• During 2009, on Sci-Fi TV, Stargate SG-1 (starring Colonel Samantha Carter) was broadcast just before Eureka (starring Sheriff Jack Carter). When the Voice Over announced the next episode, that Carter faced some Sci-Fi adventure, you couldn't tell which program was being announced.
  • Cassie Ainsworth was a character in the first generation of Skins. Kacey Ainsworth was an actress who played Little Mo in EastEnders.
  • Charley Webb who plays Debbie Dingle in Emmerdale is a different person from the Charley Webb who sings with her sister, Hattie, as The Webb Sisters.
  • The Five is a sky original drama that has the same name as the Fox News panel show The Five (2011).
  • EastEnders character Charlie Slater shares a name with a real BBC weatherman.
  • The Chase was the name of a short-lived (2006-07) BBC 1 drama, before the same title was used for an ITV 1 gameshow hosted by Bradley Walsh since 2009.
  • Chris Keller is either a Depraved Bisexual on Oz or a Jerkass Musician on One Tree Hill.
  • Cole Hauser, the fake name taken by Tracker character Cole/Daggon in a couple eps is the name of a real life, if slightly lesser known, actor.
  • Dan Briggs: the original IMF team leader from Mission: Impossible or the Desk Sargent from the Felony Squad.
  • Dani Beck (female) was temporarily a detective with the Special Victims Unit; Danny Beck (male) is a military man doing something suspicious on Bones.
  • Two episodes of Daniel Boone bore the title The Traitor.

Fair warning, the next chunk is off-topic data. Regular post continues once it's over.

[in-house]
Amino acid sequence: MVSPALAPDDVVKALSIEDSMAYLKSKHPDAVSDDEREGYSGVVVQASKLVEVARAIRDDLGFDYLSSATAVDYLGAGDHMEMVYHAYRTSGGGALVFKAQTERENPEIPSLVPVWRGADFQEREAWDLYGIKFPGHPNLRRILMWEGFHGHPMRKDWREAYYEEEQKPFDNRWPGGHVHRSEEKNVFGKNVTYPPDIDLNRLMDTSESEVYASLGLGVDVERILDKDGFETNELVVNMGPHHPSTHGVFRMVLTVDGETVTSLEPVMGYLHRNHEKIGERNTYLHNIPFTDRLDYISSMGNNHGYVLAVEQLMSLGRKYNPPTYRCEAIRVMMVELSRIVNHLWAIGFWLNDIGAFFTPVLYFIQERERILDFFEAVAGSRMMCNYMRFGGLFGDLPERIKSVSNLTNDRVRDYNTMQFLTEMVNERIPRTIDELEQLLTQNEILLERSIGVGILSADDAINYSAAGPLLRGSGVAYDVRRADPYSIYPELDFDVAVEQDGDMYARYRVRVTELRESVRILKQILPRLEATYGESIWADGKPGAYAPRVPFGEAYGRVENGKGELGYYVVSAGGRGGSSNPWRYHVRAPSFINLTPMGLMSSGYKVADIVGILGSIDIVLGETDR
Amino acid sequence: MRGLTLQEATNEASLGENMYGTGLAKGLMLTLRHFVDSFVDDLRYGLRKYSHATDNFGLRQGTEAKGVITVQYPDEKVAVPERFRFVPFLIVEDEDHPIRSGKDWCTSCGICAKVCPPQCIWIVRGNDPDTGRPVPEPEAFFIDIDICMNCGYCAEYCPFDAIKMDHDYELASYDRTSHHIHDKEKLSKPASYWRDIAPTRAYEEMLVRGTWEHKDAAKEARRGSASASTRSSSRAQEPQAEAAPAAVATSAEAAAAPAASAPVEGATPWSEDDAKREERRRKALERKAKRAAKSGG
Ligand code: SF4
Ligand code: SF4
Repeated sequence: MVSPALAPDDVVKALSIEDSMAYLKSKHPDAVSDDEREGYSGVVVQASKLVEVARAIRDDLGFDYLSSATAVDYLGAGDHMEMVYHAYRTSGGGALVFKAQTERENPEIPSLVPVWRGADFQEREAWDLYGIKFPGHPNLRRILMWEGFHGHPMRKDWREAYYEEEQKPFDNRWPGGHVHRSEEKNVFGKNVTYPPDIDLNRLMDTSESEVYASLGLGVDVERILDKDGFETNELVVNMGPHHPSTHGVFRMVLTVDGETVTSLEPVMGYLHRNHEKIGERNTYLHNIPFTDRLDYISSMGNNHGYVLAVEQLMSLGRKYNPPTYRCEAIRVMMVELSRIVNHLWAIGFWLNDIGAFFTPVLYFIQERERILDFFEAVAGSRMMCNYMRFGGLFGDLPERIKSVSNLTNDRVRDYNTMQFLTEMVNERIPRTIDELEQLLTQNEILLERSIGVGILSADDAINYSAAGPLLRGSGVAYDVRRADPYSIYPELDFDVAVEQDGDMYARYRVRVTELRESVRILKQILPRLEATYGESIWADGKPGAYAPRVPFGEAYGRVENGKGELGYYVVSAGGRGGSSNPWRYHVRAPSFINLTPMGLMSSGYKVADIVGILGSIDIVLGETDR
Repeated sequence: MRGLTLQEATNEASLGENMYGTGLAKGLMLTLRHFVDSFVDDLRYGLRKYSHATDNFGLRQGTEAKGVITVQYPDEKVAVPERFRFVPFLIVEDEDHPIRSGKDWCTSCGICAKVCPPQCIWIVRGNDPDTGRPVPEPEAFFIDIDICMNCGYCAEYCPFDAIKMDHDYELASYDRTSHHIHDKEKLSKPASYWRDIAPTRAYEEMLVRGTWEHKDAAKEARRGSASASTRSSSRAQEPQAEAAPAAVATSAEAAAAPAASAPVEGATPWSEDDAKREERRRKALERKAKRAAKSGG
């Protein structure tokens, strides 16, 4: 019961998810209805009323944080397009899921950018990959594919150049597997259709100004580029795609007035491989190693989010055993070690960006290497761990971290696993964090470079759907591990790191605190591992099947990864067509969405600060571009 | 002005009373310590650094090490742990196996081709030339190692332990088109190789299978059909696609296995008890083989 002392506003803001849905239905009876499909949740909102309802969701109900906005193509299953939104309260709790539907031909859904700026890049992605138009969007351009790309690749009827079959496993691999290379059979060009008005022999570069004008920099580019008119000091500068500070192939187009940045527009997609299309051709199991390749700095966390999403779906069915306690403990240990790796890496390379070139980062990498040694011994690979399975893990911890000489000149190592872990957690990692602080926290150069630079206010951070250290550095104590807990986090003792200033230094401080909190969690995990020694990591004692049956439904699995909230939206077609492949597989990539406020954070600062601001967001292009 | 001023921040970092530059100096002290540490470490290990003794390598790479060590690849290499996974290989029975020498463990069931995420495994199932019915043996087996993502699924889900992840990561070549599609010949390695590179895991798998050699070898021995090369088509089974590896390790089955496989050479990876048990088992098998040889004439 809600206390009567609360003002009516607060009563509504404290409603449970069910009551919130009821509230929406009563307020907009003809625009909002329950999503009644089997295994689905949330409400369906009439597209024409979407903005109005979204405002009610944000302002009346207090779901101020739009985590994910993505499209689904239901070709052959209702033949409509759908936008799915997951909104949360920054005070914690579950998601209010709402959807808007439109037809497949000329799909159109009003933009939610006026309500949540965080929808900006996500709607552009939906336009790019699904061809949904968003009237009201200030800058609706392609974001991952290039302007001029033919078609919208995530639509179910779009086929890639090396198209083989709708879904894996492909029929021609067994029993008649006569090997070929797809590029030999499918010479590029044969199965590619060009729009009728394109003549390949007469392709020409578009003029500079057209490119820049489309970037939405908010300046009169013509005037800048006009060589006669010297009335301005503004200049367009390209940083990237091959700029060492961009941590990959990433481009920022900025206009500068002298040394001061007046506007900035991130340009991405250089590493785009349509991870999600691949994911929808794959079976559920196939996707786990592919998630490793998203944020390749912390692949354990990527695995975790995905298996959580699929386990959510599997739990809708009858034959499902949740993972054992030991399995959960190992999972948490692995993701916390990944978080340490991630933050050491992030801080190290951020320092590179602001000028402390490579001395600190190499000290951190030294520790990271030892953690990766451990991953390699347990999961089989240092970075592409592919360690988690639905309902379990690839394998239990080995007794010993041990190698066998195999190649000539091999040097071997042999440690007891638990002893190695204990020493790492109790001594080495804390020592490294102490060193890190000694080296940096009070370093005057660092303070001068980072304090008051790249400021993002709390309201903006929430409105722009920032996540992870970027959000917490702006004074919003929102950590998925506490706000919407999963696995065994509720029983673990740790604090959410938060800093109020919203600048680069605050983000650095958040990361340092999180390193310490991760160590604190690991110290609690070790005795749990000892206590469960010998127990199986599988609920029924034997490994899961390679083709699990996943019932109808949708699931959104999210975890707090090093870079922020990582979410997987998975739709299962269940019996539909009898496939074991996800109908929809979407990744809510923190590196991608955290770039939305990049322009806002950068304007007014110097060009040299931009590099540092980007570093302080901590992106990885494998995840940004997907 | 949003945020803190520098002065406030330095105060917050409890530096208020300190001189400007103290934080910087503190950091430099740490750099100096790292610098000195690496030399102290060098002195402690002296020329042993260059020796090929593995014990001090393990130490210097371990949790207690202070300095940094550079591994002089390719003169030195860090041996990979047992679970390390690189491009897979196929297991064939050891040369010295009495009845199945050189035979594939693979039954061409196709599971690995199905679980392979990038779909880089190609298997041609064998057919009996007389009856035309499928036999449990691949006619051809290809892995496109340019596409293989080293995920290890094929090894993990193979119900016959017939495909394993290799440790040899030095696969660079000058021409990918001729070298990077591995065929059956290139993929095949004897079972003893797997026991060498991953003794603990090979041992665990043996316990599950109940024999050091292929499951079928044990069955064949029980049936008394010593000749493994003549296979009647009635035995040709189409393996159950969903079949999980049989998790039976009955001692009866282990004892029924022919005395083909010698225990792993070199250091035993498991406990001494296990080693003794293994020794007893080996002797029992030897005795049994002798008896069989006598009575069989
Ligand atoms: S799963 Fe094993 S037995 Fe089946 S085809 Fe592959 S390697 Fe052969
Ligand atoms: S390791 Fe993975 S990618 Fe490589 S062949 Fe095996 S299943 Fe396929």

• A tale of two Davids: Actor Vincent Irizarry as David Chow from The Young and the Restless, or the notorious Dr. David Hayward from All My Children.
  • The most prominent female character in both Nicky, Ricky, Dicky, and Dawn and Kirby Buckets, two KidComs that premiered around the same time, is named Dawn (if the former's title didn't give it away).
  • The Defenders: The first from 1961, the second from 2010. Both unrelated to each other apart from being on CBS.
  • The Doctor is either a Time Lord or an Emergency Medical Hologram.
    • There have been at least 5 different drama series called The Doctors, not counting Doctors, plus a factual medical talk show called The Doctors. None of them have anything to do with Gallifrey's most well-known inhabitant.
  • Doctor Who has an episode titled "Rose" and another titled "Rosa". The former refers to Rose Tyler, the latter refers to Rosa Parks.
  • Minor example in Frasier: Doctor Crane and his brother, Doctor Crane. Neither works at Arkham Asylum.
  • Dustin Brooks: little brother of Zoey Brooks or the Yellow Wind Ranger?
  • Crossing Jordan had a season 1 detective named Eddie Winslow, which was the name of the oldest son on the sitcom Family Matters.
  • Elizabeth Keen is one of the lead characters in The Blacklist, while Elizabeth Keane is the current President in Homeland.
  • Holby City character Dr. Elliot Hope shares a name with scriptwriter Elliot Hope, who has written for the show... long after the character was introduced!
  • Eric Foreman is the black neurologist from House; Eric Forman (no "e") is the slacker from That '70s Show. Try not to get them confused.
  • Luther character DCI Erin Gray shares a name with an actress who played Wilma Deering on Buck Rogers in the 25th Century and Kate on Silver Spoons.
  • In an episode of Goodnight Sweetheart, Gary meets a man in the 1940s who happens to be called George Harrison, though, according to Gary, "The hair's wrong."
  • Goldar is either a Mighty Morphin' Power Rangers villain known as Grifforzer in his home country or the English dub name of the title space giant in Ambassador Magma.
  • EastEnders and Home and Away have both had characters called Grant Mitchell.
  • Happy Days, which we all know for Fonzie, Richie, etc., was also a variety series that aired on CBS in the summer of 1970. The "happy days" of the latter referred to the 30's and 40's.
    • Happy Days itself had two different episodes entitled Great Expectations.